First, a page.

This format is a shorter, more to the point, off-shot of the normal review/op-eds I normally do. A ranking will be given at the end from a scale that starts at (from the lowest to the highest): Bad – meh – fine – good – great. Anything not appropriate for these “scores” will likely warrant a more in-depth discussion, which is what I normally do, so this range does not cover all movies, just the ones that I think are suited to this format.
Underwater is a 2020, action/horror movie, directed by William Eubank and starring Kristen Stewart and Vincent Cassel. The movie follows a crew of researchers stuck underwater in a deep-sea drilling station and their struggle to get to safety. Clocking in at an hour and a half, Underwater’s simple premise allows it to explore several themes and engage the audience with solid horror moments, thrilling action, and a great sense of pace. However, the writing could have used a bit more flair, the themes are not all satisfactory in their execution, and ideas that do not have the appropriate work put in them still ended up in the final cut. Overall, I enjoyed the movie and definitely think it is a worthwhile watch for anyone looking for a solid horror-action hybrid or another excellent performance from Stewart, but the faults are definitely noticeable and end up hurting the experience.
I want to start with the positives first, because overall I do think this movie has more positives than negatives; but, most of the positives come with a caveat. The only positive point that has no “but” after it is the acting; Kristen Stewart yet again stills the show and is great, Cassel is great, even T.J. Miller is good (no shade towards him, its just usually the comedic actors are the ones most at risk at becoming annoying). Stewart’s acting skills are mostly the reason she stands out, but also the fact that her character is the most well written and well rounded in the movie; the rest of the crew seem to be shifting back and forth from horror architypes to action ones and it makes them feel less real. Most of them don’t really have a personality, but some of the writing does manage to endear them and make their scenes effective, just not as much as they could have been. A lot of that has to do with the specific mix of horror and action the movie is going for; this is an escape movie that has both “versions” of that subgenre mixed together. So, in some scenes escaping is scary and tense, while at others is more of an action-packed thriller with set-pieces and one-liners; this is the first of two reasons why I think this movie is as polarizing as it has been for audiences. I really enjoyed that tension and the adrenaline rush it simulates with this particular mix and this keeps up for most of the movie, so that is why I’m mostly positive on the experience. Another reason is that, clearly, Eubank has a lot of talent and creativity. There are many ideas and themes in the movie and most of them don’t really come to anything satisfying (more on that later), but the ones that are consistent throughout (especially for Stewart’s character) are rewarding and thoughtful. Directing wise, he has a real talent for claustrophobic environments and great use of darkness.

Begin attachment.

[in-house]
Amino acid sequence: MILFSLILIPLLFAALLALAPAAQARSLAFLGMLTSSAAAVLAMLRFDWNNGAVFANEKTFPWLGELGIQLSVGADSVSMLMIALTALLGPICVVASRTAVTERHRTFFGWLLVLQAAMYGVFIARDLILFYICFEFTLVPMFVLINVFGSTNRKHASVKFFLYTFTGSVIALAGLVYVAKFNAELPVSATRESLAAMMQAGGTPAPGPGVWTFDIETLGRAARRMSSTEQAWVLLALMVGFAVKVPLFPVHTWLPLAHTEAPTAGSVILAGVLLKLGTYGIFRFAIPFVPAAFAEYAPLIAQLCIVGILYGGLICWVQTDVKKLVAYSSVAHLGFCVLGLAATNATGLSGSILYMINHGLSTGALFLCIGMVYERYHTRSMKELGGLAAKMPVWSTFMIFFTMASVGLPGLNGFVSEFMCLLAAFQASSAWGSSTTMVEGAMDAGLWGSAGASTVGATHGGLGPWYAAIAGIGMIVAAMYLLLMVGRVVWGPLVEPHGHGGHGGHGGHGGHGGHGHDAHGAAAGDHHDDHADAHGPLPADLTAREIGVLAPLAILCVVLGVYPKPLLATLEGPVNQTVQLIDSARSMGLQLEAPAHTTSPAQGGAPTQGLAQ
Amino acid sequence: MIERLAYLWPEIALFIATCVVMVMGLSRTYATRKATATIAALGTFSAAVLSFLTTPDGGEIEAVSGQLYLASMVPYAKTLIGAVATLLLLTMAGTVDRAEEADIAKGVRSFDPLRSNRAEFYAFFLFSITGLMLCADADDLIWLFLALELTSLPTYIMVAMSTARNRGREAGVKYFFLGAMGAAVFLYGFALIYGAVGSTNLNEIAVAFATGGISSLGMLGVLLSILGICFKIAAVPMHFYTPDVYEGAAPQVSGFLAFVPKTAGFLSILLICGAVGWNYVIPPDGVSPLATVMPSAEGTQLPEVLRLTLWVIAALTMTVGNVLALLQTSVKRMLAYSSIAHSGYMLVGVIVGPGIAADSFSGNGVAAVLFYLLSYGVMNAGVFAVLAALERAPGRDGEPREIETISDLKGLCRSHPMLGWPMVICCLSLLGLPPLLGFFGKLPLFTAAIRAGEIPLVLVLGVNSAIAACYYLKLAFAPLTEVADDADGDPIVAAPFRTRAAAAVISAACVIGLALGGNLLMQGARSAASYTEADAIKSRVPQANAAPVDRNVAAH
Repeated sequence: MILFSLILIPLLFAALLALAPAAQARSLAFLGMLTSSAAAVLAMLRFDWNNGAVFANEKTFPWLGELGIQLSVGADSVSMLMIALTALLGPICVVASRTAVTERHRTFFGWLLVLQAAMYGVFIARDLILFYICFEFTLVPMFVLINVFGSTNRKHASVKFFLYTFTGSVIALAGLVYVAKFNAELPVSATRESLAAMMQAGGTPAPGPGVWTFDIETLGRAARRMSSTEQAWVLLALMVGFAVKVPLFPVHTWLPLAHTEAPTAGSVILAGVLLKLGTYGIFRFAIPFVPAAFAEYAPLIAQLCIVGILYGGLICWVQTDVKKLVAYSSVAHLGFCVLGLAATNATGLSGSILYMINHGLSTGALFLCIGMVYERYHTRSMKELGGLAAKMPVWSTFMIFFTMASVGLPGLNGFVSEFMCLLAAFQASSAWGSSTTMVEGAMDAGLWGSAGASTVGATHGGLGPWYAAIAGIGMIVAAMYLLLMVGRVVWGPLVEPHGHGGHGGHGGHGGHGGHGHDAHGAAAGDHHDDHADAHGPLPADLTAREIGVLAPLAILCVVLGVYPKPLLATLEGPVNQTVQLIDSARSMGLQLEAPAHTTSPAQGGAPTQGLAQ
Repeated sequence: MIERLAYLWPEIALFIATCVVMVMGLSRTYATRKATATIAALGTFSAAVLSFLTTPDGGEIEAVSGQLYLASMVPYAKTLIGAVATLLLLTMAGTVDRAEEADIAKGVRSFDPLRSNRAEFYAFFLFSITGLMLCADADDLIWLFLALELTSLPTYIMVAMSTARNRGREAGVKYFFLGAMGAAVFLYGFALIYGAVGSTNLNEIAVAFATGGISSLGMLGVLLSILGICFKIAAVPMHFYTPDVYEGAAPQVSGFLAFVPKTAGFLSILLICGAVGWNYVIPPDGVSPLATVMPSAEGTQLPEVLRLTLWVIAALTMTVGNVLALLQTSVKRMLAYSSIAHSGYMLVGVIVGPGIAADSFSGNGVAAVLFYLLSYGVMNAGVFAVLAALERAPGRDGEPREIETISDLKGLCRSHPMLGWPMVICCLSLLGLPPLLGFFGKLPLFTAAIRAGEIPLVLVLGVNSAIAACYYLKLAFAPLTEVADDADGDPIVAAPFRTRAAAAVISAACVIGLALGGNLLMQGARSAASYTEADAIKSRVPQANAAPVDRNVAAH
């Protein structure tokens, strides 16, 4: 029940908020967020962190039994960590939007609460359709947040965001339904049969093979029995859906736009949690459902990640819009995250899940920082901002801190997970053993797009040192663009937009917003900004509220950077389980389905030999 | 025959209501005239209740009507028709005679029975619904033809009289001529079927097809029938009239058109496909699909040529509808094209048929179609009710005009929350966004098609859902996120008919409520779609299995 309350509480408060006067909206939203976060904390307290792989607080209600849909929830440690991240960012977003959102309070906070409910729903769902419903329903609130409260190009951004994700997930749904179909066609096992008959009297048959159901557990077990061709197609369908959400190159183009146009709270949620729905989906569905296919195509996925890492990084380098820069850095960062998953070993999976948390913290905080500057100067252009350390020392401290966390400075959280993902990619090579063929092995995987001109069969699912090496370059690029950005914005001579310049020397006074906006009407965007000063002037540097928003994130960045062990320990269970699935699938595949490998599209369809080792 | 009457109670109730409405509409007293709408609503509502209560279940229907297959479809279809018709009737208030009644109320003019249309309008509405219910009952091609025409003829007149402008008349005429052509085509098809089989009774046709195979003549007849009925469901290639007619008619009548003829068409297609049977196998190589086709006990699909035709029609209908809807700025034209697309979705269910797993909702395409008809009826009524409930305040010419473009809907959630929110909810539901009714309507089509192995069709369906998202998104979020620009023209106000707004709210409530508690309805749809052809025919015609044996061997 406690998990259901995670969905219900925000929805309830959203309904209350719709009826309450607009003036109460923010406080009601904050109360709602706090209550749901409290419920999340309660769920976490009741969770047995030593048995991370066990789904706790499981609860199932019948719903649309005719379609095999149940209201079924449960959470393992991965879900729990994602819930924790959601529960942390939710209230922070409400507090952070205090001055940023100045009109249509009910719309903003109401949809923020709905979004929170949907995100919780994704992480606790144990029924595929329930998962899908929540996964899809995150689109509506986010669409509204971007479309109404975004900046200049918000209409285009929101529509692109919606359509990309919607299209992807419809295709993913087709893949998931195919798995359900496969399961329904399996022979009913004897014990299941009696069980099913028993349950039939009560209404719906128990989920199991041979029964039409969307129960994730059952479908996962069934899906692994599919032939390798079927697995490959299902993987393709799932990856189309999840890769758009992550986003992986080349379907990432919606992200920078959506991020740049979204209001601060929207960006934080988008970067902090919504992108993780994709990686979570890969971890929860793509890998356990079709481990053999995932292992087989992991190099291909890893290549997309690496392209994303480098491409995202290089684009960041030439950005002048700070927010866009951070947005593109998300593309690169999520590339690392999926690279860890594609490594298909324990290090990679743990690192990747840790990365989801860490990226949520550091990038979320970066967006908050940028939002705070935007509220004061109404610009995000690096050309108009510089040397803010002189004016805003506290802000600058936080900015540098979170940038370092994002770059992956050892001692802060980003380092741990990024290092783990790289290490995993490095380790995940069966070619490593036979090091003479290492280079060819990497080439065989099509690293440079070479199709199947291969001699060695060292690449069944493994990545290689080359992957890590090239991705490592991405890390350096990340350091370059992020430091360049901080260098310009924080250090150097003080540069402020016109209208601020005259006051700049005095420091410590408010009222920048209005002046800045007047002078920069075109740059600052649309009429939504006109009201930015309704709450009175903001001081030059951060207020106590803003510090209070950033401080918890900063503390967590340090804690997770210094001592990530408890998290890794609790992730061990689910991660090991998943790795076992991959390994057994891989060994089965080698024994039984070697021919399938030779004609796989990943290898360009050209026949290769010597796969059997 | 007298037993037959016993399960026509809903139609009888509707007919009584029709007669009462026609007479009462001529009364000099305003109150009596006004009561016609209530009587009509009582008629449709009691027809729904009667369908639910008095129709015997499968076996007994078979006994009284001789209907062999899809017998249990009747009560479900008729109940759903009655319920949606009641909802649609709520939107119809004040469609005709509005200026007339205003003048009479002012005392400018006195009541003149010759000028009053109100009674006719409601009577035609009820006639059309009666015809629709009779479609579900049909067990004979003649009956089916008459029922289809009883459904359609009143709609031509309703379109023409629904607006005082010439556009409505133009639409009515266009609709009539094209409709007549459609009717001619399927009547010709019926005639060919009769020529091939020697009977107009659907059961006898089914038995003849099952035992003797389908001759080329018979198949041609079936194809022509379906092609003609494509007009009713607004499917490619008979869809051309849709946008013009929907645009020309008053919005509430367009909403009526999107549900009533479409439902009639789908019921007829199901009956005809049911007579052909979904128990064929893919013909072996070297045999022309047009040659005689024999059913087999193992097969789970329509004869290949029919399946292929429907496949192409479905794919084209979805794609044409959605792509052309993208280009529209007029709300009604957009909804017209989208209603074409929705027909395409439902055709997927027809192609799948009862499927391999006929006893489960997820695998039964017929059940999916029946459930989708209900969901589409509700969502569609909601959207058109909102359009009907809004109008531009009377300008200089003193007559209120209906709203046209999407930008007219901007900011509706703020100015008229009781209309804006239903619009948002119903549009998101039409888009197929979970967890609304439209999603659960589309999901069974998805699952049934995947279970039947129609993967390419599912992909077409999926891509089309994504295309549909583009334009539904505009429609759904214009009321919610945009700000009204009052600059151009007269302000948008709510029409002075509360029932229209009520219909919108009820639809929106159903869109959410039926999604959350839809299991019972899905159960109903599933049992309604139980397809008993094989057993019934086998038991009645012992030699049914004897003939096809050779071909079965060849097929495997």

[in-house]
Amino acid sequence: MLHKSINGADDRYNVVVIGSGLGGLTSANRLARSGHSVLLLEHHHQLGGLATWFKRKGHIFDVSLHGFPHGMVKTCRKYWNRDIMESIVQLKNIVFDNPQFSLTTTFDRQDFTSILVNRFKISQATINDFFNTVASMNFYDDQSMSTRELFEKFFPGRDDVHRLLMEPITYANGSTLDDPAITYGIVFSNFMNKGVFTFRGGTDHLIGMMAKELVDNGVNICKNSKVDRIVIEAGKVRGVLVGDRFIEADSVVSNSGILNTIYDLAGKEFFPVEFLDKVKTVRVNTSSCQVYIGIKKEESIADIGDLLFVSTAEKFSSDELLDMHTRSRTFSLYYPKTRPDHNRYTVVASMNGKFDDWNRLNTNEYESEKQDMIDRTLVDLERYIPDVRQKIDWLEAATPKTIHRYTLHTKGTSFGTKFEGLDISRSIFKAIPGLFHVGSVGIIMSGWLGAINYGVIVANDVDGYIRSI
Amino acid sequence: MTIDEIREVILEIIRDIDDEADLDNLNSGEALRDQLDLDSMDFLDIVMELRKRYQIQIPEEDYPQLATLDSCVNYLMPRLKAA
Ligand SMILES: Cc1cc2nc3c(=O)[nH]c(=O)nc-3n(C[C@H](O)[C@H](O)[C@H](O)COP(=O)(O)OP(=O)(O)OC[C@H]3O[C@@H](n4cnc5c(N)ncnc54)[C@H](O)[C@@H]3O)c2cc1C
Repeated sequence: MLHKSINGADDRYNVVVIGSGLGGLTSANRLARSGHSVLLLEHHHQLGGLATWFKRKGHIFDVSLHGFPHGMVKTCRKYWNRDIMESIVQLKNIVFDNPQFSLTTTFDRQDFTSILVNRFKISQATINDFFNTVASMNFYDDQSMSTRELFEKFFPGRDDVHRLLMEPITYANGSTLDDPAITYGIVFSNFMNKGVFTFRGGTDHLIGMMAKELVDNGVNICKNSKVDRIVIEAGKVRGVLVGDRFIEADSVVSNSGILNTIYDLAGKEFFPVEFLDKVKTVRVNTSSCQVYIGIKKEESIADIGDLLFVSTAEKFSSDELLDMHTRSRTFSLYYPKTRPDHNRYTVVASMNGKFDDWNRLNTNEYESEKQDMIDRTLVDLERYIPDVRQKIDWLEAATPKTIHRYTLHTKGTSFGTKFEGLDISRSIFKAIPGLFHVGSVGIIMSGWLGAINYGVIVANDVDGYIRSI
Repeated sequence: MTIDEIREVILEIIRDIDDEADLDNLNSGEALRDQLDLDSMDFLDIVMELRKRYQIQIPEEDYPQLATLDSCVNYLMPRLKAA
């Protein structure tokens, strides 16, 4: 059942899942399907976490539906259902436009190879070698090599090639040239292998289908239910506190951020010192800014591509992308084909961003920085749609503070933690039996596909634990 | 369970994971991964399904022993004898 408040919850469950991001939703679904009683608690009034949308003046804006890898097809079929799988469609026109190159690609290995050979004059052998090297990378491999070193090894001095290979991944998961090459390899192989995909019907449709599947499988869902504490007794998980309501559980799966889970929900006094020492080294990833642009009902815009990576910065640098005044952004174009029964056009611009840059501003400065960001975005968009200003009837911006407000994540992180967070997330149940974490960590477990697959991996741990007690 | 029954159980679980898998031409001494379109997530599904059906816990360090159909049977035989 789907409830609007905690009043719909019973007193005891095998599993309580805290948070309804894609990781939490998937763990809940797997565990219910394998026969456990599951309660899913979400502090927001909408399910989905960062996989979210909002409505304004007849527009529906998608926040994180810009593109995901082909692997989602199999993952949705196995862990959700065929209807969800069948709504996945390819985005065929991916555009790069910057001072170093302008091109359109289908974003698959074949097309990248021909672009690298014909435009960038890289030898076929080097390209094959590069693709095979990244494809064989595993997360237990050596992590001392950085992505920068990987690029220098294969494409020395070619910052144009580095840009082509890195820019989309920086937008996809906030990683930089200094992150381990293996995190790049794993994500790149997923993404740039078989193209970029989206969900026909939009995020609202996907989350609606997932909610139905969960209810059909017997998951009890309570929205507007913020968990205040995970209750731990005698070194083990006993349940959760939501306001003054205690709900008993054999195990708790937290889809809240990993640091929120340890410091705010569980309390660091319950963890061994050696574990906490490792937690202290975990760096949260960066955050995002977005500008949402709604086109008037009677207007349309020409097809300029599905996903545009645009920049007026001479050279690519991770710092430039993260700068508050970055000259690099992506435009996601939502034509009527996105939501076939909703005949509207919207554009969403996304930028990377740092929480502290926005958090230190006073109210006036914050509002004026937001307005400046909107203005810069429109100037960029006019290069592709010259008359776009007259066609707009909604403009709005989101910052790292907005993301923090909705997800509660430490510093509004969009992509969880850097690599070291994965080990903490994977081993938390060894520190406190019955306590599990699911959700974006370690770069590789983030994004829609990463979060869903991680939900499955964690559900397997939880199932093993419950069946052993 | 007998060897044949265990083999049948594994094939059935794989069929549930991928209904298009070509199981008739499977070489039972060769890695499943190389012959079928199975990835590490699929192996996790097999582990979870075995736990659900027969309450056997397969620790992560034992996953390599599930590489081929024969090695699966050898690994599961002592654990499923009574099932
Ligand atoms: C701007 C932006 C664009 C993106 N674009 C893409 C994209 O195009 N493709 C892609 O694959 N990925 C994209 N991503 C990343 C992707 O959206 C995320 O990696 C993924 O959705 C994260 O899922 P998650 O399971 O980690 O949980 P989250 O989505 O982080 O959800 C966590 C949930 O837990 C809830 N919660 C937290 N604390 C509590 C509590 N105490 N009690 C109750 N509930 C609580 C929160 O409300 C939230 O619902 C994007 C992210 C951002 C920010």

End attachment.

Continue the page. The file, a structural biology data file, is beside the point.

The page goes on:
Having said that, there are major flaws and reasons for people to dislike this movie. The big one for me was the writing; although solid for Stewart’s character, the other characters lack personality and ‘flair’. By flair, I mean that even though I know the reason these characters are in this situation and their history with each other, they feel disconnected or like friendly strangers; some of it has to do with the way they “reunite” at the beginning of the movie, but a lot has to do with the writing and it not being convincing of their relationship and history with each other. Moreover, the thematic and environmental storytelling is all over the place; the movie can easily be separated into two parts, but that is not what annoyed me. It was characters mentioning an idea, a theme, a problem from which the movie can explore stuff and then dropping or resolving them in seconds. While the influence of a certain horror style takes over the story and visuals, my big problems were with the actual ending; that is where a lot of ideas start getting resolved poorly and were new ones are introduced at the last stretch and resolved in the credits. I suspect most problems with the ending will stem from the literal story and visuals, but I liked the metaphorical and allegorical ending of the story; I can’t excuse a lot of the other issues with the movie though.
Overall, Underwater is a GOOD action-horror hybrid of a movie; it has solid directing, great acting, and works well within its sub-genre in both action and horror wise. It does however cater to a certain niche and that will put off a lot of people; while that may be true and I was simply representative of that niche, I can’t look past some of its obvious errors in writing and characterization. But, the pros outweigh the cons for this particular movie and although I won’t be thinking about it for too long or probably never see it again, I did enjoy my one and a half hour with it and I think many viewers out there will too.